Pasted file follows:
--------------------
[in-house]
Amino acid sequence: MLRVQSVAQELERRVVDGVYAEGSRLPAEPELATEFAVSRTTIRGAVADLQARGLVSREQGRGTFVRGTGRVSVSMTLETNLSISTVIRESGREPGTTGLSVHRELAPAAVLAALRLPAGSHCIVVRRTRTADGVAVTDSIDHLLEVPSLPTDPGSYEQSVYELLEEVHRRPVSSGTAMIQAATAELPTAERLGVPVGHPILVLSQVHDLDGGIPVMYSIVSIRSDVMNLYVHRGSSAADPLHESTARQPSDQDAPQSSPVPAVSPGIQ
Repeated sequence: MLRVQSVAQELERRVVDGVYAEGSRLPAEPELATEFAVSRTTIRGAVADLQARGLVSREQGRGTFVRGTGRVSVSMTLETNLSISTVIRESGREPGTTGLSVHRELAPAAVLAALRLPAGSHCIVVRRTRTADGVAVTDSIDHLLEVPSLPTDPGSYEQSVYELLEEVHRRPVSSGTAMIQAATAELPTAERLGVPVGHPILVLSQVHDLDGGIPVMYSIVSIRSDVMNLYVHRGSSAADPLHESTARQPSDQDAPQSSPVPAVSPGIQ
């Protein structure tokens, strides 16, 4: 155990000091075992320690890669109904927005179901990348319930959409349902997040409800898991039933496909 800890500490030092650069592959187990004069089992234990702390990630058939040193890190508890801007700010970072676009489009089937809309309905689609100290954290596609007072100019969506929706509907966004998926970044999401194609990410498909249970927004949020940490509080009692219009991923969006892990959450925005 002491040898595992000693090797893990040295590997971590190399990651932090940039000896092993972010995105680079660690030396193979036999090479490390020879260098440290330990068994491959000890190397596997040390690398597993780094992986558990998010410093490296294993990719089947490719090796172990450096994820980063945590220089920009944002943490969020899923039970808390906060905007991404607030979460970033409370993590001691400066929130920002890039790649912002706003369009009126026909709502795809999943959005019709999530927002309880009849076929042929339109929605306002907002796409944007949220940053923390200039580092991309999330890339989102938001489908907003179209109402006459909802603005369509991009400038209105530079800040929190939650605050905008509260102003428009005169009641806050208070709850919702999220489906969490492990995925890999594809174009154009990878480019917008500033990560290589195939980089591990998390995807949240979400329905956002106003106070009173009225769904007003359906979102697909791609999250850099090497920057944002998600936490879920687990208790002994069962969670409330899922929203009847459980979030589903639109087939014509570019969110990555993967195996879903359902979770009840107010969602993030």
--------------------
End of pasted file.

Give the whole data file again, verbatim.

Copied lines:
[in-house]
Amino acid sequence: MLRVQSVAQELERRVVDGVYAEGSRLPAEPELATEFAVSRTTIRGAVADLQARGLVSREQGRGTFVRGTGRVSVSMTLETNLSISTVIRESGREPGTTGLSVHRELAPAAVLAALRLPAGSHCIVVRRTRTADGVAVTDSIDHLLEVPSLPTDPGSYEQSVYELLEEVHRRPVSSGTAMIQAATAELPTAERLGVPVGHPILVLSQVHDLDGGIPVMYSIVSIRSDVMNLYVHRGSSAADPLHESTARQPSDQDAPQSSPVPAVSPGIQ
Repeated sequence: MLRVQSVAQELERRVVDGVYAEGSRLPAEPELATEFAVSRTTIRGAVADLQARGLVSREQGRGTFVRGTGRVSVSMTLETNLSISTVIRESGREPGTTGLSVHRELAPAAVLAALRLPAGSHCIVVRRTRTADGVAVTDSIDHLLEVPSLPTDPGSYEQSVYELLEEVHRRPVSSGTAMIQAATAELPTAERLGVPVGHPILVLSQVHDLDGGIPVMYSIVSIRSDVMNLYVHRGSSAADPLHESTARQPSDQDAPQSSPVPAVSPGIQ
């Protein structure tokens, strides 16, 4: 155990000091075992320690890669109904927005179901990348319930959409349902997040409800898991039933496909 800890500490030092650069592959187990004069089992234990702390990630058939040193890190508890801007700010970072676009489009089937809309309905689609100290954290596609007072100019969506929706509907966004998926970044999401194609990410498909249970927004949020940490509080009692219009991923969006892990959450925005 002491040898595992000693090797893990040295590997971590190399990651932090940039000896092993972010995105680079660690030396193979036999090479490390020879260098440290330990068994491959000890190397596997040390690398597993780094992986558990998010410093490296294993990719089947490719090796172990450096994820980063945590220089920009944002943490969020899923039970808390906060905007991404607030979460970033409370993590001691400066929130920002890039790649912002706003369009009126026909709502795809999943959005019709999530927002309880009849076929042929339109929605306002907002796409944007949220940053923390200039580092991309999330890339989102938001489908907003179209109402006459909802603005369509991009400038209105530079800040929190939650605050905008509260102003428009005169009641806050208070709850919702999220489906969490492990995925890999594809174009154009990878480019917008500033990560290589195939980089591990998390995807949240979400329905956002106003106070009173009225769904007003359906979102697909791609999250850099090497920057944002998600936490879920687990208790002994069962969670409330899922929203009847459980979030589903639109087939014509570019969110990555993967195996879903359902979770009840107010969602993030």